LOS ANGELES — Los Angeles city officials are preparing for massive crowds downtown during Tuesday's public memorial for Michael Jackson at Staples Center, even though only 17,500 tickets are being offered to the public.
Assistant Police Chief Earl Paysinger says anywhere from a quarter-million to 700,000 people may try to reach the arena, even though a wide area around Staples Center will be sealed off to those without tickets.
City Councilwoman Jan Perry strongly urged people to stay home and watch the memorial on TV. The ceremony will not be shown on Staples' giant outdoor TV screen and there will be no funeral procession through the city.
But public safety officials appeared to assume their requests to stay home would have little effect. Since Jackson's death, fans have flocked to Jackson sites from Los Angeles to his Neverland Ranch in rural Santa Barbara County.
Staples Center is offering the memorial tickets through an Internet lottery. Eleven thousand tickets are for the arena and 6,500 for the adjacent Nokia Theatre.
People who want tickets must register on the Web at Staplescenter.com. After 6 p.m. Saturday, 8,750 names will be randomly selected to receive two tickets each. Notifications will go out on Sunday.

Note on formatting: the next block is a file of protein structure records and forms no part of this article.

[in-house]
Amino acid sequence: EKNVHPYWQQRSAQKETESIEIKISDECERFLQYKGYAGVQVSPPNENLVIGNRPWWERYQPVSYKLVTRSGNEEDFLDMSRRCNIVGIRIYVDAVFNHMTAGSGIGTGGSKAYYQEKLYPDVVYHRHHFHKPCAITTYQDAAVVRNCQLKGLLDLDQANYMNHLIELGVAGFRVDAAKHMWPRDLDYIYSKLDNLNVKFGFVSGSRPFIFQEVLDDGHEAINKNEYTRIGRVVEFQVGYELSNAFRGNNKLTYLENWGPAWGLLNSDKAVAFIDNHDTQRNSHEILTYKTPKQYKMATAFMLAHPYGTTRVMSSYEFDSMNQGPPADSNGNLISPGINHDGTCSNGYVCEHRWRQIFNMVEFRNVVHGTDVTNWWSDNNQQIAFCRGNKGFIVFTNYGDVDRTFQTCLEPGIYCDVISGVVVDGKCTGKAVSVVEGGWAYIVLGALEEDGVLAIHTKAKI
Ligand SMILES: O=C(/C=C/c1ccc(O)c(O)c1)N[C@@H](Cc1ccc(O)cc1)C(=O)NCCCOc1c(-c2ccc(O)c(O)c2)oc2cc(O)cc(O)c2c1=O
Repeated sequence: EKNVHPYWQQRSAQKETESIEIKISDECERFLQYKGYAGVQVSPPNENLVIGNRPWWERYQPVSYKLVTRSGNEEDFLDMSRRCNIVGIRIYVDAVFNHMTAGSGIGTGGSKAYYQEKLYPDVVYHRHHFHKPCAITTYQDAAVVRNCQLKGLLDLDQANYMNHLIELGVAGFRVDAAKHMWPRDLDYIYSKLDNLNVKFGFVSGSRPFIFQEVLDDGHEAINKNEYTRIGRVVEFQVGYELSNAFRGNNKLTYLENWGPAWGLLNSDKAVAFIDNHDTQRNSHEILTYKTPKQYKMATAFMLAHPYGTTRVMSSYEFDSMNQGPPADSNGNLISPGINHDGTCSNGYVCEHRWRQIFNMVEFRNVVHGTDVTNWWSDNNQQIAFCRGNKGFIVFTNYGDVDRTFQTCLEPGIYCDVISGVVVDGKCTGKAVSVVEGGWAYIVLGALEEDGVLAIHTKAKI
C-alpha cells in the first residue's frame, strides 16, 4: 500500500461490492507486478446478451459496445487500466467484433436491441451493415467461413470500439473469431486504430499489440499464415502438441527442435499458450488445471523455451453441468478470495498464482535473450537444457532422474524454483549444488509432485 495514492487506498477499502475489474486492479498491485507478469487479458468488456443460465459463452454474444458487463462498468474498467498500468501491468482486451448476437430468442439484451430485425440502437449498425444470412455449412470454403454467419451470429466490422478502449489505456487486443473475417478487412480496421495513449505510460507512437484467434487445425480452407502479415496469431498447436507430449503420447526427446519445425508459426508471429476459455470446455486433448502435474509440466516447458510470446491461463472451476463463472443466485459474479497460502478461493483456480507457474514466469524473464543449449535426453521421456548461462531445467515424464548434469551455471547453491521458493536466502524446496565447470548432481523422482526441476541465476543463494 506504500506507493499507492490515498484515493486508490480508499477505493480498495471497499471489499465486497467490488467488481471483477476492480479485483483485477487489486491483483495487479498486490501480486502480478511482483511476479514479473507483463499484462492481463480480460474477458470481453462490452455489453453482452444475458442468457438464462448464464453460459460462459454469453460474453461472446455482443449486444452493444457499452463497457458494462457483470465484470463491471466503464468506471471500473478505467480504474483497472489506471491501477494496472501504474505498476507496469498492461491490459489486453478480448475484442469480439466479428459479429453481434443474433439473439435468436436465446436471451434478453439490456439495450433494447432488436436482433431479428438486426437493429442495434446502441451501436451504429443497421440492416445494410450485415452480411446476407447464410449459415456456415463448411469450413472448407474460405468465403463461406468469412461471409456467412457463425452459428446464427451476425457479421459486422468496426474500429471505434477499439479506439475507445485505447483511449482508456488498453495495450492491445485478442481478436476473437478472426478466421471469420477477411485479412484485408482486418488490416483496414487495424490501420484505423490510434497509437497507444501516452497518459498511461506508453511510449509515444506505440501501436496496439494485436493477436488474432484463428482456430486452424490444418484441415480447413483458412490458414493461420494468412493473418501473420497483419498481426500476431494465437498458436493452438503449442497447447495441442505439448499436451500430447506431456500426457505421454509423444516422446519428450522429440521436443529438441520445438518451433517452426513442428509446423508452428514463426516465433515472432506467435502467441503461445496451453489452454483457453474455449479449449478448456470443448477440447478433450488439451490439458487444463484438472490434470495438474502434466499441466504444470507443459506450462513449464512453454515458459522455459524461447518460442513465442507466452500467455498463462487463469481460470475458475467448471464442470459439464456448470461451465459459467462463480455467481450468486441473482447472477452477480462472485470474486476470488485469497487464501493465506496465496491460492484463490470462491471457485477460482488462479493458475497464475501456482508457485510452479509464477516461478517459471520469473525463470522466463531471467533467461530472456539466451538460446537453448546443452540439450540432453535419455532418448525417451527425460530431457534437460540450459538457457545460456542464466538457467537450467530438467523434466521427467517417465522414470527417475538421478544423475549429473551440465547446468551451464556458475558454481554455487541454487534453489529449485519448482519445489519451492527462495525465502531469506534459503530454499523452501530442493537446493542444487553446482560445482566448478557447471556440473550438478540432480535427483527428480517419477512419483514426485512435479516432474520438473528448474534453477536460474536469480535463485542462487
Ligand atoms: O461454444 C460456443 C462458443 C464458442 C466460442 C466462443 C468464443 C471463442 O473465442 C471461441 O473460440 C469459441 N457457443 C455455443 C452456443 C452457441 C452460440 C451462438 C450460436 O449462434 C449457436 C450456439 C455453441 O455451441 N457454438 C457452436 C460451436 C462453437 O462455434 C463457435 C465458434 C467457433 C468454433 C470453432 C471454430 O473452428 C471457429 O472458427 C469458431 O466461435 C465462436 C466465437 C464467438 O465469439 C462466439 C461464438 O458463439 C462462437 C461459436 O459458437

After the ticketing details were announced on television, it became impossible to log on to the arena's Web site.
Brent Trueheart, 20, of Los Angeles, went online on his cellphone immediately after hearing the announcement.
"It kept saying 'service unavailable, service unavailable,' and finally it got through. So once it got through, I started celebrating," he said. "It feels real good."
No details were given about the actual memorial events.
The memorial comes as the nation's second-largest city struggles with a $530 million budget deficit.
Perry said the cost of police protection for "extraordinary" events like the memorial is built into the Police Department's budget, but she still solicited help for "incremental costs."
Last month, donations covered about $850,000 of the city's $1 million cost for the Los Angeles Lakers' NBA championship parade. Critics had blasted the idea of using city money when it is considering layoffs to close its budget gap.